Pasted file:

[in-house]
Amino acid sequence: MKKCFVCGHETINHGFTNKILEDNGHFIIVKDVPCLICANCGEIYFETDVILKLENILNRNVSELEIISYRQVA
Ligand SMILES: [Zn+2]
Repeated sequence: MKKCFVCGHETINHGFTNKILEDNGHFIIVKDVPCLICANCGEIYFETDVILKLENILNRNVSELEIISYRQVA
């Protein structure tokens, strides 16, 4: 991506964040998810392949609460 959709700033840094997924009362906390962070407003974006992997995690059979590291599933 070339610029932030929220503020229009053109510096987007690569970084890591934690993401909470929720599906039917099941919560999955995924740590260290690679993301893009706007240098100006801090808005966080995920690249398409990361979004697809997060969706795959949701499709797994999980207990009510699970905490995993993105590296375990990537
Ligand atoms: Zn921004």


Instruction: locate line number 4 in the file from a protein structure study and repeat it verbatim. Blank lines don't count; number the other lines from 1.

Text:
Repeated sequence: MKKCFVCGHETINHGFTNKILEDNGHFIIVKDVPCLICANCGEIYFETDVILKLENILNRNVSELEIISYRQVA